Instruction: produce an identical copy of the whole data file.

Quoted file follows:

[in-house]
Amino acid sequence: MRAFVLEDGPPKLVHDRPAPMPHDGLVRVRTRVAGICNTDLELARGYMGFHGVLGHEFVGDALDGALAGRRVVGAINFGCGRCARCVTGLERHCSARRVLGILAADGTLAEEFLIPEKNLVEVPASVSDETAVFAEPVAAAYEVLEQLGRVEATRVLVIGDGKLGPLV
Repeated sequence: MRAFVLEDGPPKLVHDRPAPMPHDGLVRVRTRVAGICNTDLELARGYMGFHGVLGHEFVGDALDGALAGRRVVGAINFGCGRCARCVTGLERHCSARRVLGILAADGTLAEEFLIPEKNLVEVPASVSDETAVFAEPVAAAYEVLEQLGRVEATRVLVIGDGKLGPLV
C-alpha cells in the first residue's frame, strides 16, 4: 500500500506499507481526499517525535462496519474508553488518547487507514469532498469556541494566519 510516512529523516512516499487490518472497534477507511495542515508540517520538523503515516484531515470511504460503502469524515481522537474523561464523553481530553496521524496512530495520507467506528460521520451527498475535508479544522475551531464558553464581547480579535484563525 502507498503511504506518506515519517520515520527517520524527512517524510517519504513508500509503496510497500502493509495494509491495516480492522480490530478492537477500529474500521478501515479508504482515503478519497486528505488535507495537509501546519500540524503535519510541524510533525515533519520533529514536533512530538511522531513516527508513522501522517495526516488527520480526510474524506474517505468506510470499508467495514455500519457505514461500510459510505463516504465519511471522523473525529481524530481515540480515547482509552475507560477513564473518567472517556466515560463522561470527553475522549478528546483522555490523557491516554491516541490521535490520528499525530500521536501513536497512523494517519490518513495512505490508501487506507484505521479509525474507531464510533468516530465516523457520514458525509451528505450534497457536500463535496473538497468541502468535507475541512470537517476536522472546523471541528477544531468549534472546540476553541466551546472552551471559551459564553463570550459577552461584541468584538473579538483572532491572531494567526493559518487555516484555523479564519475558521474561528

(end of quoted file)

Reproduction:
[in-house]
Amino acid sequence: MRAFVLEDGPPKLVHDRPAPMPHDGLVRVRTRVAGICNTDLELARGYMGFHGVLGHEFVGDALDGALAGRRVVGAINFGCGRCARCVTGLERHCSARRVLGILAADGTLAEEFLIPEKNLVEVPASVSDETAVFAEPVAAAYEVLEQLGRVEATRVLVIGDGKLGPLV
Repeated sequence: MRAFVLEDGPPKLVHDRPAPMPHDGLVRVRTRVAGICNTDLELARGYMGFHGVLGHEFVGDALDGALAGRRVVGAINFGCGRCARCVTGLERHCSARRVLGILAADGTLAEEFLIPEKNLVEVPASVSDETAVFAEPVAAAYEVLEQLGRVEATRVLVIGDGKLGPLV
C-alpha cells in the first residue's frame, strides 16, 4: 500500500506499507481526499517525535462496519474508553488518547487507514469532498469556541494566519 510516512529523516512516499487490518472497534477507511495542515508540517520538523503515516484531515470511504460503502469524515481522537474523561464523553481530553496521524496512530495520507467506528460521520451527498475535508479544522475551531464558553464581547480579535484563525 502507498503511504506518506515519517520515520527517520524527512517524510517519504513508500509503496510497500502493509495494509491495516480492522480490530478492537477500529474500521478501515479508504482515503478519497486528505488535507495537509501546519500540524503535519510541524510533525515533519520533529514536533512530538511522531513516527508513522501522517495526516488527520480526510474524506474517505468506510470499508467495514455500519457505514461500510459510505463516504465519511471522523473525529481524530481515540480515547482509552475507560477513564473518567472517556466515560463522561470527553475522549478528546483522555490523557491516554491516541490521535490520528499525530500521536501513536497512523494517519490518513495512505490508501487506507484505521479509525474507531464510533468516530465516523457520514458525509451528505450534497457536500463535496473538497468541502468535507475541512470537517476536522472546523471541528477544531468549534472546540476553541466551546472552551471559551459564553463570550459577552461584541468584538473579538483572532491572531494567526493559518487555516484555523479564519475558521474561528